The audio coding system may further comprise a long term prediction (LTP) unit for estimating the frame of the filtered input signal based on a reconstruction of a previous segment of the filtered input signal and a transform domain signal combination unit for combining, in the transform domain, the long term prediction estimation and the transformed input signal to generate the transform domain signal that is input to the quantization unit.

The switching between different quantization methods of the MDCT lines is another aspect of a preferred embodiment of the invention. By employing different quantization strategies for different transform sizes, the codec can do all the quantization and coding in the MDCT-domain without having the need to have a specific time domain speech coder running in parallel or serial to the transform domain codec. The present invention teaches that for speech like signals, where there is an LTP gain, the signal is preferably coded using a short transform and a model-based quantizer. The model-based quantizer is particularly suited for the short transform, and gives, as will be outlined later, the advantages of a time-domain speech specific vector quantizer (VQ), while still being operated in the MDCT-domain, and without any requirements that the input signal is a speech signal. In other words, when the model-based quantizer is used for the short transform segments in combination with the LTP, the efficiency of the dedicated time-domain speech coder VQ is retained without loss of generality and without leaving the MDCT-domain.

In addition for more stationary music signals, it is preferred to use a transform of relatively large size as is commonly used in audio codecs, and a quantization scheme that can take advantage of sparse spectral lines discriminated by the large transform. Therefore, the present invention teaches to use this kind of quantization scheme for long transforms.

Thus, the switching of quantization strategy as a function of frame size enables the codec to retain both the properties of a dedicated speech codec, and the properties of a dedicated audio codec, simply by choice of transform size. This avoids all the problems in prior art systems that strive to handle speech and audio signals equally well at low rates, since these systems inevitably run into the problems and difficulties of efficiently combining time-domain coding (the speech coder) with frequency domain coding (the audio coder).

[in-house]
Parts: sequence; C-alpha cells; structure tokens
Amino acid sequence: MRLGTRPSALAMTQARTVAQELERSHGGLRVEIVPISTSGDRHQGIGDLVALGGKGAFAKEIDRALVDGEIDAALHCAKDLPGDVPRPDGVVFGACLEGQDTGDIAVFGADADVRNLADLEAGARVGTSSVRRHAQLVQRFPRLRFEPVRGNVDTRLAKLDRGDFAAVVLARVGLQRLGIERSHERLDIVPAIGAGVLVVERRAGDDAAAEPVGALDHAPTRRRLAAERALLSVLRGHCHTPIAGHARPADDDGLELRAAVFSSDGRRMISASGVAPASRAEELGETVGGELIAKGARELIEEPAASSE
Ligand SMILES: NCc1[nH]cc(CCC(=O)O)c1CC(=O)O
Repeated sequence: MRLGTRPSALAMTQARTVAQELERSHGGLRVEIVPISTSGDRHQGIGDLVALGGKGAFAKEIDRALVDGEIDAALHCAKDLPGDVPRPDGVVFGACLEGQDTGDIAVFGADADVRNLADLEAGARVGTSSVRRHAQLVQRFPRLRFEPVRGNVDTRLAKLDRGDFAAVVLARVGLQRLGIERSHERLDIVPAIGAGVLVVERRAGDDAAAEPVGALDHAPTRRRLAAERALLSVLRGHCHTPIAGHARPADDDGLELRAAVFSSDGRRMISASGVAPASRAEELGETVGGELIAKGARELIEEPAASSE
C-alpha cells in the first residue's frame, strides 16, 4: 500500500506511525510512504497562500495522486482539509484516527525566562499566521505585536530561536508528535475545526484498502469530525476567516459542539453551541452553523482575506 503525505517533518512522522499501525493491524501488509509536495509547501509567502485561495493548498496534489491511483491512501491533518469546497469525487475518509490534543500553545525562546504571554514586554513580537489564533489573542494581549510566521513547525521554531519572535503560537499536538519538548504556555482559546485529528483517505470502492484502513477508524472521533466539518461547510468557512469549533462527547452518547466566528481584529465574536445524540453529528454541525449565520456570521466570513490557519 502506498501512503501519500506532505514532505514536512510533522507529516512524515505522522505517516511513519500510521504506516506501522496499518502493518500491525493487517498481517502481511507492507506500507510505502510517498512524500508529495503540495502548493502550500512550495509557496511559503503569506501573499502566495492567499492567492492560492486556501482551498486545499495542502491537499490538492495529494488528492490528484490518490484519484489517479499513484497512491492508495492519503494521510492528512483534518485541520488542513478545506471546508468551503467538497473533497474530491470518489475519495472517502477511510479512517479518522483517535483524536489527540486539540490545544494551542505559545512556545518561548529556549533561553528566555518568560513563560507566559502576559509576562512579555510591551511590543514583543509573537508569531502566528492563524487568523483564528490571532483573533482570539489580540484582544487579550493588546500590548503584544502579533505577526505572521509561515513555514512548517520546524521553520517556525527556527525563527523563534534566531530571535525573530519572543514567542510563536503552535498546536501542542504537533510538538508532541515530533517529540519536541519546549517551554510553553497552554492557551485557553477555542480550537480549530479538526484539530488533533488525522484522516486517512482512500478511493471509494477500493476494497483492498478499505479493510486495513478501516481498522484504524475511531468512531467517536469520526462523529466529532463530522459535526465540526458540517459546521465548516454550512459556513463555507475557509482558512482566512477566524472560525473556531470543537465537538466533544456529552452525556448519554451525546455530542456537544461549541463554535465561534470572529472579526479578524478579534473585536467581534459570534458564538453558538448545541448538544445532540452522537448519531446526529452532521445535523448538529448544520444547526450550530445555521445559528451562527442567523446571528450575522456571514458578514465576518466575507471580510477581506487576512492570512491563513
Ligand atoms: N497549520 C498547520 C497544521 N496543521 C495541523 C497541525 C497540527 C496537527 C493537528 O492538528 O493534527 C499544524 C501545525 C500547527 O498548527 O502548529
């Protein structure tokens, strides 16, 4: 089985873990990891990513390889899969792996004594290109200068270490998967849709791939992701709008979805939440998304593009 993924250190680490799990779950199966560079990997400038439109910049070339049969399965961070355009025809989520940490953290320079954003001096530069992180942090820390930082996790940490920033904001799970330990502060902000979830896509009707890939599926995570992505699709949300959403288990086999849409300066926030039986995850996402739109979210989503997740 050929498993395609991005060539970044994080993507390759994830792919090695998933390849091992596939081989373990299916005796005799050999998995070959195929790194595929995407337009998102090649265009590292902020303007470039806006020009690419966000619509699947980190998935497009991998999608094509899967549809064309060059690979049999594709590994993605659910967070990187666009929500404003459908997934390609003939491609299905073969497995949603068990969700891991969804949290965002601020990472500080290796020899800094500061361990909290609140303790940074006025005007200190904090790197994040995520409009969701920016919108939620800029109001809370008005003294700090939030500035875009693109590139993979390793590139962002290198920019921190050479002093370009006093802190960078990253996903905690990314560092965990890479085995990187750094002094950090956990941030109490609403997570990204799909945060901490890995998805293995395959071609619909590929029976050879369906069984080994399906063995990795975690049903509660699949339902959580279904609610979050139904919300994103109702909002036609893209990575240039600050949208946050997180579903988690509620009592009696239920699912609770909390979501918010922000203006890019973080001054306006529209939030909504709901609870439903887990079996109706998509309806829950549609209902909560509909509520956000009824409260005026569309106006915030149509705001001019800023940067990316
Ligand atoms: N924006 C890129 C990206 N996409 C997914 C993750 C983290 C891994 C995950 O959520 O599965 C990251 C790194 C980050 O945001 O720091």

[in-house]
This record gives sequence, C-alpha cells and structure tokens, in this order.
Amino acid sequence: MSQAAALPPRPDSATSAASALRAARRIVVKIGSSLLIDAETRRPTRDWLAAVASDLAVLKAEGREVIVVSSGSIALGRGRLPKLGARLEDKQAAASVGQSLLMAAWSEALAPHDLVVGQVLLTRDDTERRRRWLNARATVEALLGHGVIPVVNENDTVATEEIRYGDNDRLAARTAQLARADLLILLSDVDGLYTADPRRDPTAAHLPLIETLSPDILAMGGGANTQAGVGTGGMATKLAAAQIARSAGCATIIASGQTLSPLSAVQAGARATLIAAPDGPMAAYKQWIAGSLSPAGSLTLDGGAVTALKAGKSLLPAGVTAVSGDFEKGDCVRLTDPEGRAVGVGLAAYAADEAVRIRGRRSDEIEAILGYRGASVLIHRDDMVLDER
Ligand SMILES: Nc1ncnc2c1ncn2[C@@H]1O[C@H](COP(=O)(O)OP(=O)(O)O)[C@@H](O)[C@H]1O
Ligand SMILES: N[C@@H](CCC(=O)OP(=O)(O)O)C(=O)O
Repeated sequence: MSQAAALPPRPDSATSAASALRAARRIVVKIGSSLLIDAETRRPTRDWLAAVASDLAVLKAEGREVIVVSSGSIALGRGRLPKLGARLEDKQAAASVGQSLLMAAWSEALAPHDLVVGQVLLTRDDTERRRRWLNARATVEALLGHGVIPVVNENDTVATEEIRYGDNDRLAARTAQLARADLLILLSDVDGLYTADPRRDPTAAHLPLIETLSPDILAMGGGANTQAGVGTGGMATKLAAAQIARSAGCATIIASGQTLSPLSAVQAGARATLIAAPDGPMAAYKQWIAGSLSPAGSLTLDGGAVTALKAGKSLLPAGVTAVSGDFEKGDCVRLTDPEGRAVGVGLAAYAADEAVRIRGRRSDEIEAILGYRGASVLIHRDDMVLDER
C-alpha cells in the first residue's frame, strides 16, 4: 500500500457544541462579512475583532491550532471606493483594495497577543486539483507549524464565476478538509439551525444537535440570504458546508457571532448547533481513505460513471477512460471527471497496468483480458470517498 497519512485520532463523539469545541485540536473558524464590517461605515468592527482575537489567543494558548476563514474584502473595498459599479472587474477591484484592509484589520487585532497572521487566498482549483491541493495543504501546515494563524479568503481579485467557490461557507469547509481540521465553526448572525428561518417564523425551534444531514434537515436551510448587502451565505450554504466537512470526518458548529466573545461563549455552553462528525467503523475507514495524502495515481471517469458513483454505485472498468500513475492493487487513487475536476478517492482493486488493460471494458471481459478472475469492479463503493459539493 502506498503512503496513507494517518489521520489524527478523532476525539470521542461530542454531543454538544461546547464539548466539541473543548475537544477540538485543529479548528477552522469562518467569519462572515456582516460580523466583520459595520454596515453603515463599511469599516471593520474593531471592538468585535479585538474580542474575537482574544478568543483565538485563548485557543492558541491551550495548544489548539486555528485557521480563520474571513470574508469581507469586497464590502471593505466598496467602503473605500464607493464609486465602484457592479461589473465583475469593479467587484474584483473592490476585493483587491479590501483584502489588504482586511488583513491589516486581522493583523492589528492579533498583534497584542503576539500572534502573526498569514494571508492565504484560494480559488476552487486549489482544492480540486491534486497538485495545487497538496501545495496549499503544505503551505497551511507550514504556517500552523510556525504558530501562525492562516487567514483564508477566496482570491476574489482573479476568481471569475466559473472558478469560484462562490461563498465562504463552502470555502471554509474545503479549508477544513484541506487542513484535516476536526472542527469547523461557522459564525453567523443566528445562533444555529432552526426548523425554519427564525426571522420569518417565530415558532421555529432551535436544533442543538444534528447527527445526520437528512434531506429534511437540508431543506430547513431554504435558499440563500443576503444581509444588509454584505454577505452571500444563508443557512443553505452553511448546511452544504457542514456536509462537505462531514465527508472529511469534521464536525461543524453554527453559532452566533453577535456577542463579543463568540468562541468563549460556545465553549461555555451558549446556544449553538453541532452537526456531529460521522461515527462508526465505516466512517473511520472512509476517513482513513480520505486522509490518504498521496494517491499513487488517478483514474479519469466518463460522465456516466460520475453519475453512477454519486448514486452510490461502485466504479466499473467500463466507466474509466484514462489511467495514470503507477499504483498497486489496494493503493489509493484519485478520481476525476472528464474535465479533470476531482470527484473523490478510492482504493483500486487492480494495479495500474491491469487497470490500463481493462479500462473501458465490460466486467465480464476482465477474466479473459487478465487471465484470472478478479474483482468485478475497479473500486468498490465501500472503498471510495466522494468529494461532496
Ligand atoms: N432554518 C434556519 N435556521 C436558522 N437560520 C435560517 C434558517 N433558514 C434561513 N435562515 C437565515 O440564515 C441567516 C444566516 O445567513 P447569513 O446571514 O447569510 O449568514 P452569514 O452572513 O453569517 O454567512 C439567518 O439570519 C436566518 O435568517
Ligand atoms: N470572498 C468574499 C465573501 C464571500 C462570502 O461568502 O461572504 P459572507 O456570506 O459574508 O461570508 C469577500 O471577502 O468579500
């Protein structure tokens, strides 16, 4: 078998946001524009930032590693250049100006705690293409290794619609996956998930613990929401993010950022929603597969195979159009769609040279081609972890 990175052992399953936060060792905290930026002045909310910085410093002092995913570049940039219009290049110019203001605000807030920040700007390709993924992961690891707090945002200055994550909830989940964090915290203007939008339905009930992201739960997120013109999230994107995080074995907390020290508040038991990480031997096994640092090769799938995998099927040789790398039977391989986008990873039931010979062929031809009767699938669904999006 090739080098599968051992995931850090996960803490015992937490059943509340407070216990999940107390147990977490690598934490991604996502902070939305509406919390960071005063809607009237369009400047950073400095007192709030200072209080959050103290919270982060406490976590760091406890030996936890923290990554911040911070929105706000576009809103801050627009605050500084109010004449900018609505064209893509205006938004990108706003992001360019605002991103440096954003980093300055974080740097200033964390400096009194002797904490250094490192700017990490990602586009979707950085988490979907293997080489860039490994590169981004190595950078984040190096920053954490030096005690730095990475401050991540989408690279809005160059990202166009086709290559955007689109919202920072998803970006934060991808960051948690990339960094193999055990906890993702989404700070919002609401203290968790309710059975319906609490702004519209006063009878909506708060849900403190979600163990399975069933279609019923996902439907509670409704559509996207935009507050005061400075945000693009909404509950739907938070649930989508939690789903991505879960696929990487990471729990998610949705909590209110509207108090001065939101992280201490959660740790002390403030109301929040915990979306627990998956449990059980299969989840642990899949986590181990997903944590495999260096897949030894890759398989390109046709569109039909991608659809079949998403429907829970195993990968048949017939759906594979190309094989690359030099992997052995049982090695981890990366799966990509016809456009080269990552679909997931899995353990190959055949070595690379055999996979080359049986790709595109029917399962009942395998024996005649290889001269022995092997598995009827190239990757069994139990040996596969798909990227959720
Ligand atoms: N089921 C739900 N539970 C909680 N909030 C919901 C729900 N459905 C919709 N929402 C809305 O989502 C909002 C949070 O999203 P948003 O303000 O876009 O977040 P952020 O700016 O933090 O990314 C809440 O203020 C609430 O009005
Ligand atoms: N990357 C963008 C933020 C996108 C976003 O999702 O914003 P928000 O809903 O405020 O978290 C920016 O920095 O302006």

According to another aspect of the invention, the quantization uses adaptive step sizes. Preferably, the quantization step size(s) for components of the transform domain signal is/are adapted based on linear prediction and/or long term prediction parameters. The quantization step size(s) may further be configured to be frequency depending. In embodiments of the invention, the quantization step size is determined based on at least one of: the polynomial of the adaptive filter, a coding rate control parameter, a long term prediction gain value, and an input signal variance.

Preferably, the quantization unit comprises uniform scalar quantizers for quantizing the transform domain signal components. Each scalar quantizer is applying a uniform quantization, e.g. based on a probability model, to a MDCT line. The probability model may be a Laplacian or a Gaussian model, or any other probability model that is suitable for signal characteristics. The quantization unit may further insert a random offset into the uniform scalar quantizers. The random offset insertion provides vector quantization advantages to the uniform scalar quantizers. According to an embodiment, the random offsets are determined based on an optimization of a quantization distortion, preferably in a perceptual domain and/or under consideration of the cost in terms of the number of bits required to encode the quantization indices.

The quantization unit may further comprise an arithmetic encoder for encoding quantization indices generated by the uniform scalar quantizers. This achieves a low bit rate approaching the possible minimum as given by the signal entropy.

The quantization unit may further comprise a residual quantizer for quantizing a residual quantization signal resulting from the uniform scalar quantizers in order to further reduce the overall distortion. The residual quantizer preferably is a fixed rate vector quantizer.